Data capture for the Population Census started in September 2000 and was completed in July 2001. Data for around 300,000 Population Census forms containing about 1,200,000 records were keyed in during that period. The total number of keystrokes was estimated to be around 185 million and the average speed of an operator was around 12,000 keystrokes per hour, the range varying from 8,000 to 16,000.7.2.4 Data validation
A validation programme that verified field consistencies was run to identify records with errors. Listings of these records were produced; relevant census forms were retrieved and corrections made accordingly and data files updated. The validation of Housing Census files was done, in parallel with the editing and coding exercise, by a team of five officers during the months of April and May 2000. Because of shortage of staff, the validation of
the Population Census data files was carried out on completion of the editing and coding exercise, i.e. during the months of July and August 2001.
Once validation of data files was completed, the data files were concatenated to the country level. The size of the concatenated data file for the Housing Census was about 56 MB while that for the Population Census was about 134 MB.
A preliminary set of publication tables was produced using the country data file. Analysis of these tables showed that no additional editing was needed for the Housing Census data. As regards the Population Census data, while the tabulated counts of households and population were found to be consistent with the Housing Census tabulated figures, there were inconsistencies in some tables. A list of relevant edit specifications was drawn and incorporated in a CONCOR programme to remove the inconsistencies from the tabulated data. It should be mentioned that the edits included in the CONCOR correction programmes were not exhaustive so that tables still contained slight inaccuracies that would be too costly and time-consuming to identify and correct.7.2.5 Production of address labels
As mentioned earlier, names and addresses of heads of households obtained at the Housing Census were used as frame for the Population Census. Names and addresses as well as the geographical identification codes needed to identify households were extracted from the data files and printed on labels which were then stuck on Population Census forms.
A programme was run regularly to assess the completeness of the work before proceeding to the extraction of the required information. The programme in fact flagged all validated EA files on a master list of EAs by Supervisor. As and when all data files for a given Supervisor had been validated, these were consolidated. Information required was retrieved and address label files created. Printing of address labels was done in order of EA by Supervisor.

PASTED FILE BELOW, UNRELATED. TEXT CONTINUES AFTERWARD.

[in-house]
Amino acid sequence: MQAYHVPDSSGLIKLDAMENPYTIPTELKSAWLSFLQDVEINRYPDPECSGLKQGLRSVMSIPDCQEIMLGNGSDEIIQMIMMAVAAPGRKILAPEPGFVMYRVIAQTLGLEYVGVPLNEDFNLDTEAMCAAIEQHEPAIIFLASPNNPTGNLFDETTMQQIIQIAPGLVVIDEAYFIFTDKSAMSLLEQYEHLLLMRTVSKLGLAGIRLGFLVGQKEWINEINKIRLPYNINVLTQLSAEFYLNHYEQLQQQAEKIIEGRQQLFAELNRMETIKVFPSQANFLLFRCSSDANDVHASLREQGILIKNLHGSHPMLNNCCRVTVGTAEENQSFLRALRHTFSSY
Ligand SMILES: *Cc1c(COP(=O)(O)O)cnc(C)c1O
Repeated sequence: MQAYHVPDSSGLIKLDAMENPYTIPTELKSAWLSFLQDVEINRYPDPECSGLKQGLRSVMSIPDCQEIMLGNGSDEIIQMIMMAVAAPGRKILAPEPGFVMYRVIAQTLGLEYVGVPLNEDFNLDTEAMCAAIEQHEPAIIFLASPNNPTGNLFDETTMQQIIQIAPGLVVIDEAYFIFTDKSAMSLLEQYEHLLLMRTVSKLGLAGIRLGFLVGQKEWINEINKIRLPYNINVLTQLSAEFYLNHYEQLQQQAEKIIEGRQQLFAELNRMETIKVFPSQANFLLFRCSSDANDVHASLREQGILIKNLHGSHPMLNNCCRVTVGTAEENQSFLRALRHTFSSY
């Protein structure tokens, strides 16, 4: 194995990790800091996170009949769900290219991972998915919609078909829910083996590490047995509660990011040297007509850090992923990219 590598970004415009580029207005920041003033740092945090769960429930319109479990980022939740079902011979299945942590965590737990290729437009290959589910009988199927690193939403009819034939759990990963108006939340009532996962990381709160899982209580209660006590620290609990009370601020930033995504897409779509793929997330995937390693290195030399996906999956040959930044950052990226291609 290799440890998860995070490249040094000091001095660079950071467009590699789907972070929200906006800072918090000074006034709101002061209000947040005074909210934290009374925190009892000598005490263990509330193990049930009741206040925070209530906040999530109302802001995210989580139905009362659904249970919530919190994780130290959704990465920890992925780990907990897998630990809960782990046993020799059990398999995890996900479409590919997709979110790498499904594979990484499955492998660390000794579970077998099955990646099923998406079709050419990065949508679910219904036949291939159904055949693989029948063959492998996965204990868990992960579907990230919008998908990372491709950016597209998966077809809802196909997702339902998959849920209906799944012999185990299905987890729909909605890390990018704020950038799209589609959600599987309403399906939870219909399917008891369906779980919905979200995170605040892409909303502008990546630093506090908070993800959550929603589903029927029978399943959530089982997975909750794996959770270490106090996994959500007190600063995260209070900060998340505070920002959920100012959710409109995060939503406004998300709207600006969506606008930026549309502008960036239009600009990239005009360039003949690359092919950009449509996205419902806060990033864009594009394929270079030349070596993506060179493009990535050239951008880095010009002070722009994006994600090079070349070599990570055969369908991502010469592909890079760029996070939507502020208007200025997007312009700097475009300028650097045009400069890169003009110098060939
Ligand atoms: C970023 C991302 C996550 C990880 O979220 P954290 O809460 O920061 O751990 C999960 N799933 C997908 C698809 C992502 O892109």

A total of about 310,000 address labels were printed during the month of May 2000; two line printers with a speed of 200 lines per minute were used for the task.7.2.6 Tabulation
Tabulation was done using the CENTS module of IMPS. A set of 20 tables was produced for the Housing Census. Since all the tables were at the same geographical level, namely at the Municipal Ward/Village Council Area level, only one run was required.
As regards the Population Census, 114 tables at various area levels were produced. A different strategy was therefore adopted. Tabulation programmes were written according to topics irrespective of the geographical level at which tables were to be published. Eight sets of tabulation programmes involving the following topics were written:
demographic characteristics, fertility characteristics, economic activity and characteristics of the employed, characteristics of the unemployed, educational characteristics, household characteristics, migration characteristics and disability were written. Even though all tables in a set were not published at the same level, all intermediate table files for a given set were produced at the lowest level required. Appropriate level for each table was introduced in the table format files so that all tables were eventually produced at the level needed.
The tables produced by CENTS were publication-quality tables so that little text editing was needed. Only removal of duplicate tables at some area levels and some formatting as regards the page settings of large tables were performed before publication.
The publication table files were exported to the spreadsheet software EXCEL to facilitate their conversion to HTML files; the latter were subsequently posted on the office website.
The processing and tabulation of the Housing Census data were completed in October 2000. As regards the Population Census, the exercise was completed in October 2001.